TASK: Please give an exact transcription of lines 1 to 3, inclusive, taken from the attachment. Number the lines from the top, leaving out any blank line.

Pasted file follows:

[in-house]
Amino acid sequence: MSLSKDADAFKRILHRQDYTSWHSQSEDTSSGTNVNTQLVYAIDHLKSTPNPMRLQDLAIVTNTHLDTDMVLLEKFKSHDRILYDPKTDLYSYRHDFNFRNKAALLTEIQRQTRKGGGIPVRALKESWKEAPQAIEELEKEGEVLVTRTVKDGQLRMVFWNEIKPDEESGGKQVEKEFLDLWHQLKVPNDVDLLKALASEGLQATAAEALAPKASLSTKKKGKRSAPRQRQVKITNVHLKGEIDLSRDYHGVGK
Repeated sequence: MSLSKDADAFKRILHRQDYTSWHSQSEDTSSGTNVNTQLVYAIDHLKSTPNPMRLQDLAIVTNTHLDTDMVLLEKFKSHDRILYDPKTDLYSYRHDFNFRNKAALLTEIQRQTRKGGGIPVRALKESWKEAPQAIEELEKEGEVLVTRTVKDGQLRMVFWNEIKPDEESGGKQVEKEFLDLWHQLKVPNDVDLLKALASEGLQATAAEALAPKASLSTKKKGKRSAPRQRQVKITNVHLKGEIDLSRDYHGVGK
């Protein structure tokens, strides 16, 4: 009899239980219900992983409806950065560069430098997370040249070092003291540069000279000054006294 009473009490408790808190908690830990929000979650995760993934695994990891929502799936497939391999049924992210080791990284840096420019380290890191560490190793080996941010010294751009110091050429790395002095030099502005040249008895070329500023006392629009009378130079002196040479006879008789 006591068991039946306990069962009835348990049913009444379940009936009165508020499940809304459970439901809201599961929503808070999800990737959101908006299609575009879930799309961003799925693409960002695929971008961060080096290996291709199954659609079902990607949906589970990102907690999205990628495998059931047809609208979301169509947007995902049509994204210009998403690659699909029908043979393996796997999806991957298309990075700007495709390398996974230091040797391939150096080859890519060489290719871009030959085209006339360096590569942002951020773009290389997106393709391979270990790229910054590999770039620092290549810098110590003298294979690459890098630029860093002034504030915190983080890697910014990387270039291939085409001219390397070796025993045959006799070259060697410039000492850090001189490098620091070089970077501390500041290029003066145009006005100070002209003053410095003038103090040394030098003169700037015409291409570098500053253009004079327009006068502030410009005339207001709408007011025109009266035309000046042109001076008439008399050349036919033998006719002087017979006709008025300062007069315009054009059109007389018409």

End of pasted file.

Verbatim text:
[in-house]
Amino acid sequence: MSLSKDADAFKRILHRQDYTSWHSQSEDTSSGTNVNTQLVYAIDHLKSTPNPMRLQDLAIVTNTHLDTDMVLLEKFKSHDRILYDPKTDLYSYRHDFNFRNKAALLTEIQRQTRKGGGIPVRALKESWKEAPQAIEELEKEGEVLVTRTVKDGQLRMVFWNEIKPDEESGGKQVEKEFLDLWHQLKVPNDVDLLKALASEGLQATAAEALAPKASLSTKKKGKRSAPRQRQVKITNVHLKGEIDLSRDYHGVGK
Repeated sequence: MSLSKDADAFKRILHRQDYTSWHSQSEDTSSGTNVNTQLVYAIDHLKSTPNPMRLQDLAIVTNTHLDTDMVLLEKFKSHDRILYDPKTDLYSYRHDFNFRNKAALLTEIQRQTRKGGGIPVRALKESWKEAPQAIEELEKEGEVLVTRTVKDGQLRMVFWNEIKPDEESGGKQVEKEFLDLWHQLKVPNDVDLLKALASEGLQATAAEALAPKASLSTKKKGKRSAPRQRQVKITNVHLKGEIDLSRDYHGVGK